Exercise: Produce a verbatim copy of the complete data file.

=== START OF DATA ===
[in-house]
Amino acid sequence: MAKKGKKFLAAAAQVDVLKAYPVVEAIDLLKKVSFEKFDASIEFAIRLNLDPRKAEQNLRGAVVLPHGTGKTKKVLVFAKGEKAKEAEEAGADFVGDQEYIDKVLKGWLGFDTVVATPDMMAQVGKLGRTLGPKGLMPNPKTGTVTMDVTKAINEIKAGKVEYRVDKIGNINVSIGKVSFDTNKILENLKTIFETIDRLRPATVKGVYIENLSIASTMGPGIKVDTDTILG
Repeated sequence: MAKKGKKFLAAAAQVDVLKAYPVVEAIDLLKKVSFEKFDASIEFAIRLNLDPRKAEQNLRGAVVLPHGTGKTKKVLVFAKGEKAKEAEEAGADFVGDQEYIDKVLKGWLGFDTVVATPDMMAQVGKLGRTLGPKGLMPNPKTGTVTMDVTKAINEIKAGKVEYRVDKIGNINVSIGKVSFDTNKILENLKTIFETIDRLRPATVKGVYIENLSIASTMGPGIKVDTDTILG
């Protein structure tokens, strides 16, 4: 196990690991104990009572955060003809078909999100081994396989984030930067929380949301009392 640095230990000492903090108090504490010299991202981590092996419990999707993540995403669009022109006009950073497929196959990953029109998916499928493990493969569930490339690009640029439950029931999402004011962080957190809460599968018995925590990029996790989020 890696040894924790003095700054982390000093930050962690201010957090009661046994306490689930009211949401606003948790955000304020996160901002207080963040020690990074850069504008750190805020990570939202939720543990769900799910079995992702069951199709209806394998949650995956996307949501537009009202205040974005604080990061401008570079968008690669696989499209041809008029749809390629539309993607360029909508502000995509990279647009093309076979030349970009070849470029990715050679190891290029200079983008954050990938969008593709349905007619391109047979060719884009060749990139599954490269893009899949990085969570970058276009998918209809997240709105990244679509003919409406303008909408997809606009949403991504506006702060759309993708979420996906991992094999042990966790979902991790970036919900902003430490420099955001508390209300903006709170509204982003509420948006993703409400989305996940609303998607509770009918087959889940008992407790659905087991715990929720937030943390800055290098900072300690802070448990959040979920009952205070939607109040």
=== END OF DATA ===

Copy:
[in-house]
Amino acid sequence: MAKKGKKFLAAAAQVDVLKAYPVVEAIDLLKKVSFEKFDASIEFAIRLNLDPRKAEQNLRGAVVLPHGTGKTKKVLVFAKGEKAKEAEEAGADFVGDQEYIDKVLKGWLGFDTVVATPDMMAQVGKLGRTLGPKGLMPNPKTGTVTMDVTKAINEIKAGKVEYRVDKIGNINVSIGKVSFDTNKILENLKTIFETIDRLRPATVKGVYIENLSIASTMGPGIKVDTDTILG
Repeated sequence: MAKKGKKFLAAAAQVDVLKAYPVVEAIDLLKKVSFEKFDASIEFAIRLNLDPRKAEQNLRGAVVLPHGTGKTKKVLVFAKGEKAKEAEEAGADFVGDQEYIDKVLKGWLGFDTVVATPDMMAQVGKLGRTLGPKGLMPNPKTGTVTMDVTKAINEIKAGKVEYRVDKIGNINVSIGKVSFDTNKILENLKTIFETIDRLRPATVKGVYIENLSIASTMGPGIKVDTDTILG
């Protein structure tokens, strides 16, 4: 196990690991104990009572955060003809078909999100081994396989984030930067929380949301009392 640095230990000492903090108090504490010299991202981590092996419990999707993540995403669009022109006009950073497929196959990953029109998916499928493990493969569930490339690009640029439950029931999402004011962080957190809460599968018995925590990029996790989020 890696040894924790003095700054982390000093930050962690201010957090009661046994306490689930009211949401606003948790955000304020996160901002207080963040020690990074850069504008750190805020990570939202939720543990769900799910079995992702069951199709209806394998949650995956996307949501537009009202205040974005604080990061401008570079968008690669696989499209041809008029749809390629539309993607360029909508502000995509990279647009093309076979030349970009070849470029990715050679190891290029200079983008954050990938969008593709349905007619391109047979060719884009060749990139599954490269893009899949990085969570970058276009998918209809997240709105990244679509003919409406303008909408997809606009949403991504506006702060759309993708979420996906991992094999042990966790979902991790970036919900902003430490420099955001508390209300903006709170509204982003509420948006993703409400989305996940609303998607509770009918087959889940008992407790659905087991715990929720937030943390800055290098900072300690802070448990959040979920009952205070939607109040």